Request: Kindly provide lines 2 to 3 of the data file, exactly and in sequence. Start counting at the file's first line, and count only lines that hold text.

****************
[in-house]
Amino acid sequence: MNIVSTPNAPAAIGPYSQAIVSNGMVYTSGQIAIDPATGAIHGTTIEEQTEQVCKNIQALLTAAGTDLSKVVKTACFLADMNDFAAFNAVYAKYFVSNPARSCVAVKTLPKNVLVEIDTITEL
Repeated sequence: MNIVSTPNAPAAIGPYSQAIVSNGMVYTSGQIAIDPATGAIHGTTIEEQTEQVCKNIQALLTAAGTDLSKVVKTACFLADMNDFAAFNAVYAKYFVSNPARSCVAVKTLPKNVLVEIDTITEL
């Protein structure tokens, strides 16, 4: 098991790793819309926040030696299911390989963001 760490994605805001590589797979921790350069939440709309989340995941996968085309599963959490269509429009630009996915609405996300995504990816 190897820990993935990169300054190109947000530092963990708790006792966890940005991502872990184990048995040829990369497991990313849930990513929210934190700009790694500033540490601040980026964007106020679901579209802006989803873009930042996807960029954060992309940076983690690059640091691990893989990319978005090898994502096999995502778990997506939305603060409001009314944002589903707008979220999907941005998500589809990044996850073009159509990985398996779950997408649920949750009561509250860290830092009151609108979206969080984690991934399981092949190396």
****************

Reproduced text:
Amino acid sequence: MNIVSTPNAPAAIGPYSQAIVSNGMVYTSGQIAIDPATGAIHGTTIEEQTEQVCKNIQALLTAAGTDLSKVVKTACFLADMNDFAAFNAVYAKYFVSNPARSCVAVKTLPKNVLVEIDTITEL
Repeated sequence: MNIVSTPNAPAAIGPYSQAIVSNGMVYTSGQIAIDPATGAIHGTTIEEQTEQVCKNIQALLTAAGTDLSKVVKTACFLADMNDFAAFNAVYAKYFVSNPARSCVAVKTLPKNVLVEIDTITEL